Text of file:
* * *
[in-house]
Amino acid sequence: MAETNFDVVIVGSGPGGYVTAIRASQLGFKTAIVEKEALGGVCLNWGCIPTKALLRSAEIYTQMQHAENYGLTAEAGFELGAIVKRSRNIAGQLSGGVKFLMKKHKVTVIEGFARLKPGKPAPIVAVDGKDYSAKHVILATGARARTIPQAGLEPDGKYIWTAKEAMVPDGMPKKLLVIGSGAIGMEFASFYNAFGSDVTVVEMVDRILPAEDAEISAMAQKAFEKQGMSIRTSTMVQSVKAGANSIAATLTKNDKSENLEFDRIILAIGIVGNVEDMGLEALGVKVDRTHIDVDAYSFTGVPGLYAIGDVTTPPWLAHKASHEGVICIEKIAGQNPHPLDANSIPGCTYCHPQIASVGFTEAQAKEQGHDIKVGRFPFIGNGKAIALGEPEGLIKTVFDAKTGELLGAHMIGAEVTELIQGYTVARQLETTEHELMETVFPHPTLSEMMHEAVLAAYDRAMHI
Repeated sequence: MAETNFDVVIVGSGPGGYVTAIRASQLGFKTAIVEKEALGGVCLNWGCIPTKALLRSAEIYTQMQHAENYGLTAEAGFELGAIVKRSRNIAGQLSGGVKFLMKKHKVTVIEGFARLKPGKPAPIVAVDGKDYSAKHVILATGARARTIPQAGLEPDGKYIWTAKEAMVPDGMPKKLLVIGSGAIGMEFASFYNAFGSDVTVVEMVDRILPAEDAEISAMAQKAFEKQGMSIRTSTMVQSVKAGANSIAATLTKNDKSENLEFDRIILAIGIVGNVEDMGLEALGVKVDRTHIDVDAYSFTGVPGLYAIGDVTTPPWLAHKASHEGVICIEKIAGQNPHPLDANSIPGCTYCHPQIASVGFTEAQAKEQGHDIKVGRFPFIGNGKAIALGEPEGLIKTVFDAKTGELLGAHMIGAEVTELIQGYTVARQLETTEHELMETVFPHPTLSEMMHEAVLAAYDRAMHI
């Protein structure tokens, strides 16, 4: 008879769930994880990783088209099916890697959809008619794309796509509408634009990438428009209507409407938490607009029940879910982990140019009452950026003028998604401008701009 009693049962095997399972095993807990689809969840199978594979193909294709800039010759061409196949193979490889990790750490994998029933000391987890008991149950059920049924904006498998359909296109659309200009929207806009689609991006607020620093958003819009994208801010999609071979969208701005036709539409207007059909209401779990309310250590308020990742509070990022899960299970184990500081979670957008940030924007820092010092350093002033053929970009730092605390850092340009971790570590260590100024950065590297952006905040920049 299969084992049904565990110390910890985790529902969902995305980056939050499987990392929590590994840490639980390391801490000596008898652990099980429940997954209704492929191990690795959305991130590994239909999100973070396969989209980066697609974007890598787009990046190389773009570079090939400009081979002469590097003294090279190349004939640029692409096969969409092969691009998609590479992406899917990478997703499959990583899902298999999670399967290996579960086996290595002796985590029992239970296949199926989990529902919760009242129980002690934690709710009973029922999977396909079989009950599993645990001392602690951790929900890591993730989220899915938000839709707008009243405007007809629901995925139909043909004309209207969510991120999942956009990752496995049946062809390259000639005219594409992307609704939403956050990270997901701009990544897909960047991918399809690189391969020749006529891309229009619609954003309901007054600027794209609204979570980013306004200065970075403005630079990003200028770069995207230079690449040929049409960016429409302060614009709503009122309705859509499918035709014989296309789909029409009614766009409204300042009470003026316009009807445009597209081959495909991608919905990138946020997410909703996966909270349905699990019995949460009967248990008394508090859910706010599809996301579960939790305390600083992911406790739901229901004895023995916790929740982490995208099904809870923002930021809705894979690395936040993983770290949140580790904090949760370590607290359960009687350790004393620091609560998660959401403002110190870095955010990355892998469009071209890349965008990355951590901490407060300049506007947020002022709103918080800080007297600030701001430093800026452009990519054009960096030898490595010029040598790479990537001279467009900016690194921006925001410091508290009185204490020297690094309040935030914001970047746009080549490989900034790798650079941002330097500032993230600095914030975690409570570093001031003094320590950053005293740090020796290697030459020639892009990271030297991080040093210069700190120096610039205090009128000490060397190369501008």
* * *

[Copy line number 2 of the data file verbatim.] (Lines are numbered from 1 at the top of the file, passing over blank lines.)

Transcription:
Amino acid sequence: MAETNFDVVIVGSGPGGYVTAIRASQLGFKTAIVEKEALGGVCLNWGCIPTKALLRSAEIYTQMQHAENYGLTAEAGFELGAIVKRSRNIAGQLSGGVKFLMKKHKVTVIEGFARLKPGKPAPIVAVDGKDYSAKHVILATGARARTIPQAGLEPDGKYIWTAKEAMVPDGMPKKLLVIGSGAIGMEFASFYNAFGSDVTVVEMVDRILPAEDAEISAMAQKAFEKQGMSIRTSTMVQSVKAGANSIAATLTKNDKSENLEFDRIILAIGIVGNVEDMGLEALGVKVDRTHIDVDAYSFTGVPGLYAIGDVTTPPWLAHKASHEGVICIEKIAGQNPHPLDANSIPGCTYCHPQIASVGFTEAQAKEQGHDIKVGRFPFIGNGKAIALGEPEGLIKTVFDAKTGELLGAHMIGAEVTELIQGYTVARQLETTEHELMETVFPHPTLSEMMHEAVLAAYDRAMHI